Copying v Dragging a file to an OS X Disk Image

Had a need to do some quick testing on different operations on OS X 10.10.5 (Yosemite) and thought I’d share (plus ask for some assistance).

I created a new disk image, and then copied an existing file into it. I then created a new file, and dragged that into the disk image. Here is what I found!

Copy Existing File

I had a file which had some text in it, it was called “hello.txt”. I hadn’t changed it in a few days, but I did open it just before I ran the “stat” command to see what was inside. This is reflected in the “Access” timestamp. (For some reason stat doesn’t give the created date, but it was shortly before the change date).


To get additional information, I ran “mdls” as well: This shows way more information, and a lot of different timestamps!


Not a very interesting file; I created it, wrote some text and then opened it a couple of times. The kMDItemLastUsedDate shows the last time that I opened the file (in UTC), and the kMDItemUsedDates shows that I opened it on two separate days.

I did a brief amount of testing on the kMDItemUseCount, and that appeared to go up by 2 every time I opened the file. I have no idea why.

I also took a look at the extended attributes but not much super interesting there.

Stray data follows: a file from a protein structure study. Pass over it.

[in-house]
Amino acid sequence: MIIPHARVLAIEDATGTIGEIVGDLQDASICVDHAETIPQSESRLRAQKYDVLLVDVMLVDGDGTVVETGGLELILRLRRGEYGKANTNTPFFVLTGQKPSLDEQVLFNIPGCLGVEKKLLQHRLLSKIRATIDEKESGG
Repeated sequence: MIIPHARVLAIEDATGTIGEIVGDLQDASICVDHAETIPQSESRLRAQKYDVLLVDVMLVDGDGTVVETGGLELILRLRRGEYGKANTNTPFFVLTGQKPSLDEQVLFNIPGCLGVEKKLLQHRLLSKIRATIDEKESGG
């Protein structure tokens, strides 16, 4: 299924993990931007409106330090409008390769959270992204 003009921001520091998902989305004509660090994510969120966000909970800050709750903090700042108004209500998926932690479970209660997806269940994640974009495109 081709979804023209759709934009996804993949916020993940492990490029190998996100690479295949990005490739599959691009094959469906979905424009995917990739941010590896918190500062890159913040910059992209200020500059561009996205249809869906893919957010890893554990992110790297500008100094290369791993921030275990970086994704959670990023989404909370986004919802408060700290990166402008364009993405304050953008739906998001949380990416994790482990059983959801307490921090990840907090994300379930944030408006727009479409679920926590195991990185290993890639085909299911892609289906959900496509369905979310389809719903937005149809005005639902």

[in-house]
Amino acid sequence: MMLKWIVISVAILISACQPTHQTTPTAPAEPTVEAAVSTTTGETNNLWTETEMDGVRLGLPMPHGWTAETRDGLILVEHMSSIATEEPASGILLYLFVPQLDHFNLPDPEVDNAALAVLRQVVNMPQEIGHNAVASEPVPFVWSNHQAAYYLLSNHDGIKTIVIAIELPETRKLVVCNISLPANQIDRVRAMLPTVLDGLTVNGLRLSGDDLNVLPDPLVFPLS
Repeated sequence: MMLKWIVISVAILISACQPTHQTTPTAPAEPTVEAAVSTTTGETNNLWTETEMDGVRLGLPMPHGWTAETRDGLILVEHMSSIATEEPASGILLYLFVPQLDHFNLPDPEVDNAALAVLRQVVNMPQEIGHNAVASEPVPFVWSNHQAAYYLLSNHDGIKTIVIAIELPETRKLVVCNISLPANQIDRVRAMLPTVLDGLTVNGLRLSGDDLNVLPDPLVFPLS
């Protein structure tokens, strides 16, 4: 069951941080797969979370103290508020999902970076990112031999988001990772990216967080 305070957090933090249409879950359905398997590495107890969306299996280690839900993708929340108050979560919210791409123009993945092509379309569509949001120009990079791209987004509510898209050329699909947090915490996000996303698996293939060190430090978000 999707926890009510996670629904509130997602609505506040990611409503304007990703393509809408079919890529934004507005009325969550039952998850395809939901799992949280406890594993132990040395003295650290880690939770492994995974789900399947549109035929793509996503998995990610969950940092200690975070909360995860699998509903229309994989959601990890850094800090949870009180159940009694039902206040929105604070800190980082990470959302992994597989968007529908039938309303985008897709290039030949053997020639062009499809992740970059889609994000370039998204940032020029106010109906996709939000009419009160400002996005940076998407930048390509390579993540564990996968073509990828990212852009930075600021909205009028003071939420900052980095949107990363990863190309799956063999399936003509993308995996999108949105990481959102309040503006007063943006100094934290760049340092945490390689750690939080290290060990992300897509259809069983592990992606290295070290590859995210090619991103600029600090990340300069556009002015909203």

I copied the file into my test image (HFS+ formatted), and observed the following:

  • The “Created” and “Modified” timestamps remained unchanged; and
  • The “Date Last Opened” appeared to reflect the modified date for some reason.
  • The “Date Added” field remained unpopulated.


I ran stat over the new file in the mounted image, and saw that the Access and Change dates reflected the move time, but they aren’t displayed in Finder.


Interestingly, mdls gave significantly less information on the copied file than the original; which makes sense, it’s a new file. OSX does maintain some of the previous data though (Extended Attributes for example)


Also interesting, I searched specifically for the LastUsedDate and it spat out a value, but didn’t show that in the previous mdls command. I have no idea why.